This weekly post features news from other transit agencies and planners from around the world. Did we miss a good story? Let us know in the comments.
New York aims to install interactive touch-screen tablets in subway stations
New York’s MTA is working to add ‘On the Go!’ interactive tablets to its stations that will provide users with directions, service status updates and neighborhood restaurant reviews. These ‘virtual agents’ would sit near the banks of turnstiles, where the station booth and public telephone used to be. The MTA envisions installing 47-inch interactive tablets throughout the entire 468-station subway system.
Going digital at the turnstiles and on the platforms will allow the transit agency to update information and advertising remotely, making them both a way to keep the public informed and a source of ad revenue for the MTA. According to a spokesman for the transit system, “On the Go! goes far beyond what we can do with paper-based station information. It’s eye-catching, informative and immediate — a huge leap forward in station-based customer information.”
Do real-time updates increase transit ridership?
Continuing with the theme of digital changes aimed at improving the transit rider’s experience, in The Atlantic Cities, Eric Jaffe writes about research that considers how Google is changing the way people interact with public transit. Google Maps and Google Transit already publish schedules for more than 475 transit agencies around the world. Jaffe’s article notes how Google’s public transit activism is helping public-transit users better plan their trips and save time waiting for a bus or train. According to research due out in the June issue of Transportation Research Part C, the Chicago Transit Authority’s Bus Tracker has attracted a significant (if modest) amount of new riders to the city’s bus system. The lesson from Chicago may be that real-time transit information should be marketed to both transit riders and drivers to increase ridership.
Debate over transportation funding in Atlanta
In Atlanta, disagreements over transit investments are threatening a planned transit tax. In a recent piece in The Transport Politic, Yonah Freemark considers the challenge of getting residents of the 10-county Atlanta area to agree on which projects to fund with revenue from a proposed sales tax increase. While the tax would generate a lot of money — an estimated $6.1 billion over 10 years, that still isn’t enough for every desired project. When MARTA was formed back in 1971 to run Atlanta’s new rail system, the agency served a region with 1.5 million people. Today, 2.6 million more people live in the Atlanta metro area and traffic is among the nation’s worst.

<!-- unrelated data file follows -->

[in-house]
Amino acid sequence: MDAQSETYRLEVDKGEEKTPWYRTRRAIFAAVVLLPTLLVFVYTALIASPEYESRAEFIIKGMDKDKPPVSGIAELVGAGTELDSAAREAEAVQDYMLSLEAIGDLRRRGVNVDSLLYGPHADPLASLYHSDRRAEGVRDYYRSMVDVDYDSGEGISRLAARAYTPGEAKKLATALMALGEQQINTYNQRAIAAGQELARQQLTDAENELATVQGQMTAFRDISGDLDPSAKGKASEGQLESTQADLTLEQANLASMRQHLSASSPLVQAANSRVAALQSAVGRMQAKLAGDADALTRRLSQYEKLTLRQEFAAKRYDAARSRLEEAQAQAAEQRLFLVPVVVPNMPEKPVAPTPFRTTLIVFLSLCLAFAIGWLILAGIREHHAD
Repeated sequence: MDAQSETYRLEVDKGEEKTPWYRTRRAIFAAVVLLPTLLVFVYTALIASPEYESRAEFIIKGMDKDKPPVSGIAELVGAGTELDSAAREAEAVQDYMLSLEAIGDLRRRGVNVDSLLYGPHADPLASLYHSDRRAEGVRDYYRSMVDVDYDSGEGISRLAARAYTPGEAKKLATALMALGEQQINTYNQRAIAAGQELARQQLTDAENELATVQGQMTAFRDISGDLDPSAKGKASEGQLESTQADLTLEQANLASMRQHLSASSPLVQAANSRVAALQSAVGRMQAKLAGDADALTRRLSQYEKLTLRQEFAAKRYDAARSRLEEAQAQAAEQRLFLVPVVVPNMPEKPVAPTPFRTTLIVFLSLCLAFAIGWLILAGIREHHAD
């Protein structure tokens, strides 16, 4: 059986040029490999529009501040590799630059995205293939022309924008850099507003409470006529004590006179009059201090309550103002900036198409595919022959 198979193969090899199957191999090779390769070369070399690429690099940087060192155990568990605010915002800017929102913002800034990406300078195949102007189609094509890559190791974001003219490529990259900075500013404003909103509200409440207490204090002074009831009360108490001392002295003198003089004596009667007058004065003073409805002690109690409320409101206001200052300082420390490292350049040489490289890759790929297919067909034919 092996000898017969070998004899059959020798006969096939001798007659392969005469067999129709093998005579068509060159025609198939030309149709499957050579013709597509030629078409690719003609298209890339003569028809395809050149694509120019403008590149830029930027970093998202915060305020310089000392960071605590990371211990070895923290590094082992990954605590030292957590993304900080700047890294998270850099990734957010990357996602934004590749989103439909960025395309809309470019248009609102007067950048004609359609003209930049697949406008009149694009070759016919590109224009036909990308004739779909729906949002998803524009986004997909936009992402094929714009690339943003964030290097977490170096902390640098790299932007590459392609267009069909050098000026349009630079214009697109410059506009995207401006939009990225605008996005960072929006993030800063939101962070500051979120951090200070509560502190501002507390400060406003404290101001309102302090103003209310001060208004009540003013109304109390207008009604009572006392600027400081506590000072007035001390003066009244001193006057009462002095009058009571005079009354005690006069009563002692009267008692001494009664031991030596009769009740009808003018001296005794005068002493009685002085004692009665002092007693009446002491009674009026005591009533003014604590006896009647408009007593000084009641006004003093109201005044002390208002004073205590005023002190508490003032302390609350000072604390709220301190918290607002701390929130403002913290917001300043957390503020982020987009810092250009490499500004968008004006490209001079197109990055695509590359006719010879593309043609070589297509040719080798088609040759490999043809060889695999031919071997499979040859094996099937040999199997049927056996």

The DeKalb County NAACP has announced its opposition to the tax referendum because the list of projects agreed upon substitutes bus rapid transit for rail in South DeKalb County. The NAACP contends that South DeKalb is being under-served, since the most expensive improvements (more rail) are in parts of the county already served by MARTA. Some transit advocates fear that the NAACP’s opposition puts the transit tax in jeopardy.
Seattle subway tunnel boring almost done
Tunneling on a stretch of Seattle’s underground light rail extension is nearly done. Work on the two mile tunnel between Husky Stadium and Broadway has taken about 10 months or an average of 35 feet per day. A few residents have been perturbed by the vibrations caused by the tunneling but the Seattle transit agency says vibration will not be a problem when the light rail line connecting downtown to Montlake opens in 2016.
A second tunnel boring machine is working on a seven-tenths of a mile stretch that passes below the homes of thousands of people and the I-5 freeway. To follow the University Link project more closely visit Sound Transit.
New double-decker buses in London
Just in time for the Summer Olympics, London is rolling out new double-decker buses. The swanky new red buses are costly at an estimated $36,000 per seat.
First introduced in the 1950s, London’s double-decker buses have long been more than just a way of getting around, especially for tourists. The new buses feature the same distinctive curves as the 50s era buses as well as the hop-on, hop-off rear platform popular with Londoners.
The new buses were an election promise made by Mayor Boris Johnson, who argues that they will help restore civic pride in the city’s now much maligned public transit system. In addition to the buses’ arrival before the Olympics, they also come just 12 weeks before Johnson is up for re-election against an opponent who has made fare increases a campaign issue.
Wayfinding signage in San Francisco
Transportation Nation, a daily blog produced by WNYC, takes a look at the confusing transit signage that confounds San Francisco’s bus and rail commuters. The blog reports that the agency is in the process of revamping all of the Bay Area’s transit signs. By the end of 2012, residents and visitors to the city will be treated to new maps, signs and real-time transit information at rail stations.
As the graphic designer charged with redesigning the way the public navigates the Bay Area’s many transit systems puts it, “It is all about reducing stress, increasing clarity. You don’t want people unhappy about missing their train because they couldn’t find where the train is leaving from.”